That is true…

Training Primary Care - NHS - GPs - That is true...

Is it true?

Truth is something that gets bent, watered down, twisted and often is a matter of perception.  

Truth never damages a just cause and truth, it seems, is the first victim of a general election.

As far as I can tell, manifesto claims about the NHS are mostly either untrue, unachievable or unrealistic.

This is a dirty election and it’s not just me saying so.

Show me a manifesto that says; 

‘… austerity has knocked the stuffing out of the NHS.  

Depending on how the economy does, after leaving the EU, we will try and get it back on its feet, to the historic average of 4% funding increase year-on-year, do everything we can to encourage employers to turn the NHS into the career of choice, get digital basics working across the service and make sure social care is properly funded.’

… and I’ll show you someone I can vote for.

Above the cacophony and din of the election, words of truth should sound like a gun shot.  I’m yet to hear the bang.  In this election there is no truth, just interpretations.

The biggest claim about the NHS is made by Labour… their assertion that the Tory’s will, in someway, get the NHS in-hock to the US and big-pharma.  Is this true?  

The UK pharma market is small. US, China, Japan, Germany, France, Italy and probably Brazil, are ahead of us.  We are the bottom of the list, in market share, for products launched in the last 5 years.  The UK is under 3% of the EU market.

Going the other way are £11.9 billion of exports of UK manufactured drugs to more than 446 million potential patients and consumers in the EU.

In the US access to the pharma market, aside for regulations for safety, is unfettered.  

Efficacy is not a principle reason to buy, unlike here, where NICE puts a rationale behind the use of resources and asks awkward truths such as; ‘does this pill work’.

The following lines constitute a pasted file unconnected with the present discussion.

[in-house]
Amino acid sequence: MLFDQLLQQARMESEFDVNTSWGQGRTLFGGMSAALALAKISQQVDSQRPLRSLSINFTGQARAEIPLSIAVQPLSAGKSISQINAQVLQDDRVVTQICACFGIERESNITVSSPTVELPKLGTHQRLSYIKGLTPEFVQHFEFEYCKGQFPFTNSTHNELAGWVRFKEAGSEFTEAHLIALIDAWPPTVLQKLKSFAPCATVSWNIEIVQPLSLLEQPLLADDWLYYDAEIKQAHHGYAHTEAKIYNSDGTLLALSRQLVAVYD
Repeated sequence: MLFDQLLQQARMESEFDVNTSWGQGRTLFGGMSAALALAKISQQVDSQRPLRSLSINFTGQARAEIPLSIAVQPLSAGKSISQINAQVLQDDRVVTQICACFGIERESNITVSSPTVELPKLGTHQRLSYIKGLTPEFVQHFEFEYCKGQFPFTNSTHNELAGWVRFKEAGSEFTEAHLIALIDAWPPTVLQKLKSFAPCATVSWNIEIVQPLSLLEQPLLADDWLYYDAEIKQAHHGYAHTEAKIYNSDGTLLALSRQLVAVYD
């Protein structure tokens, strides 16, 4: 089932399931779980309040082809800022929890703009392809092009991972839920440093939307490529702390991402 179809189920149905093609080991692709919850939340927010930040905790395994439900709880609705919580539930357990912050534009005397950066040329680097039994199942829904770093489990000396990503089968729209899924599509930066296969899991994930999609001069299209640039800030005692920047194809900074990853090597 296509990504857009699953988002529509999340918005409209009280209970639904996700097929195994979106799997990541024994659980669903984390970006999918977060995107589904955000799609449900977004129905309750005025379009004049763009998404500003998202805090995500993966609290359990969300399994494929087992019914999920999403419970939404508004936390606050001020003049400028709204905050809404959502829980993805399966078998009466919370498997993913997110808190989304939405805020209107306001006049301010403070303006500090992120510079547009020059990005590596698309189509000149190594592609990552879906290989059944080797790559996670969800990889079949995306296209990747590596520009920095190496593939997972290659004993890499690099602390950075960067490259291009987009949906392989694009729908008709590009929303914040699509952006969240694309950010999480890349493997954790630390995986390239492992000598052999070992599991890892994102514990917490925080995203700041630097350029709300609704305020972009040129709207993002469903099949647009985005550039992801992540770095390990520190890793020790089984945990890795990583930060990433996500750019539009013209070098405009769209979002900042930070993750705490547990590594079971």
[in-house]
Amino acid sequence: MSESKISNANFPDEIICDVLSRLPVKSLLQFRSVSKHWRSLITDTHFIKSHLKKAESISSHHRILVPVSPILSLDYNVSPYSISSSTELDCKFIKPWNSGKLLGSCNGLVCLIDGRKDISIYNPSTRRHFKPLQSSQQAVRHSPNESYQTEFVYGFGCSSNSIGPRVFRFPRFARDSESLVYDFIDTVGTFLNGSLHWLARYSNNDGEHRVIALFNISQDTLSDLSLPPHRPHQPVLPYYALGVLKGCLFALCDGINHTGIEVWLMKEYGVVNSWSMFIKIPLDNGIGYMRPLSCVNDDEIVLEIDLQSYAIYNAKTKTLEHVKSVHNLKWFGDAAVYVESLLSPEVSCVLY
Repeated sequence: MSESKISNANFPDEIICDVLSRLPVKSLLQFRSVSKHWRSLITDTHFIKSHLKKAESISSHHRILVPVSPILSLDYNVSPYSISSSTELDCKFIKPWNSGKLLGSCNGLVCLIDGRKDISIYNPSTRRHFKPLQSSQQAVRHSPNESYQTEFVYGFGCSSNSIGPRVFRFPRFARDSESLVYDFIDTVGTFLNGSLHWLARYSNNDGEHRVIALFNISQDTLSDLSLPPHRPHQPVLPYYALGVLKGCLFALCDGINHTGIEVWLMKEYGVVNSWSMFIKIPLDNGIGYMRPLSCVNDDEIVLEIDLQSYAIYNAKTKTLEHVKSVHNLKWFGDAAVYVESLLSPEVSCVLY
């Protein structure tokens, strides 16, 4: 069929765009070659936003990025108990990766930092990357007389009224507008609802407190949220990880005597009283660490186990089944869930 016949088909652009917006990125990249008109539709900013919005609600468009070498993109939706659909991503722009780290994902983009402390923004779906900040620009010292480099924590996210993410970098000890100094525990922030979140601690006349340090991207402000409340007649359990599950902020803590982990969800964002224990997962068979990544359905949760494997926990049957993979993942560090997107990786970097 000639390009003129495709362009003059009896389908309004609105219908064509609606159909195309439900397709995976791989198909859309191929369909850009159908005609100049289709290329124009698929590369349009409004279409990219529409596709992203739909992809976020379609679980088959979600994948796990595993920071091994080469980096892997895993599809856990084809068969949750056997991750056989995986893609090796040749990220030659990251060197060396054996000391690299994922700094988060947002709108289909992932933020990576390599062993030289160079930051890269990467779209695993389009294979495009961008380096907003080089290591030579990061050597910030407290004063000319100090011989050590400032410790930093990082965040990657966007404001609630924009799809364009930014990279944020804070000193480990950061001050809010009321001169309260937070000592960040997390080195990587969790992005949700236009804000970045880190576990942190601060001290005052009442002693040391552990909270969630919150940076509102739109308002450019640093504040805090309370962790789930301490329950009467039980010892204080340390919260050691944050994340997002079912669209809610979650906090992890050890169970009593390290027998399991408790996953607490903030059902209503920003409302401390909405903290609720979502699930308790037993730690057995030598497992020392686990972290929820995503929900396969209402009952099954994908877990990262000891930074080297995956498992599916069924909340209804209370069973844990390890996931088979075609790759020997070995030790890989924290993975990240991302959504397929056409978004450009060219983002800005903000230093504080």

We manage to keep the lid on prices and in consequence, because pharma is a global market, US pharma claims it’s low prices here that make for higher prices, there.

Hence Humira an injectable medication for arthritis is $1,362, on average here, $2,669 in the US and interestingly, $822 in Switzerland.

We don’t buy all our drugs from US companies but doing the sums is difficult as pharma is a global business.  However, the two biggest are GlaxoSmithKline and AstraZeneca, essentially, non-US.

Is it true pharma would be part of a US trade deal?  

If I were a US negotiator I’d give it a try.  If I were the UK government, why would I want to pay more for my drugs, in exchange for cheaper Harley Davison’s, Window’s software, Jack Daniel’s or chlorinated chicken?

Incidentally, our pre-packed salads are rinsed in chlorinated water…

Do US companies want to buy the NHS?  

Ours is a socialised medical model, anathema to the US.  We would have to repeal the NHS Act 1948 to bring in fundamental changes and the Tory manifesto specifically talks to repealing the market provisions of the Health and Social Care Act 2012… Lansley’s bonkers-ness.

Much is made of ‘Private firms handed £15bn in NHS contracts over past five years…’

Is that privatisation?  No.  It’s mainly competitive tendering for service provision and amounts to around 7% of the total NHS turnover.  

Mainly Virgin (Virgin Care pays no tax in the UK: its parent company is registered in the British Virgin Islands) and Care UK and is muddled together with postal-services, car rental and maintenance and social enterprises.  PFI is about 2% of the NHS budget.

In 2018, according to the Royal College of Surgeons one third of NHS hip replacements and one quarter of knee replacements were performed by private providers… at NHS tariff prices.

If you are one of the 4.4 million on waiting lists, I doubt you’ll care who fixes you up?

Oscar Wilde said; ‘… the truth is rarely pure and never simple.’

Well, that is true!

News and Comment from Roy Lilley

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Reproduced at by kind permission of Roy Lilley.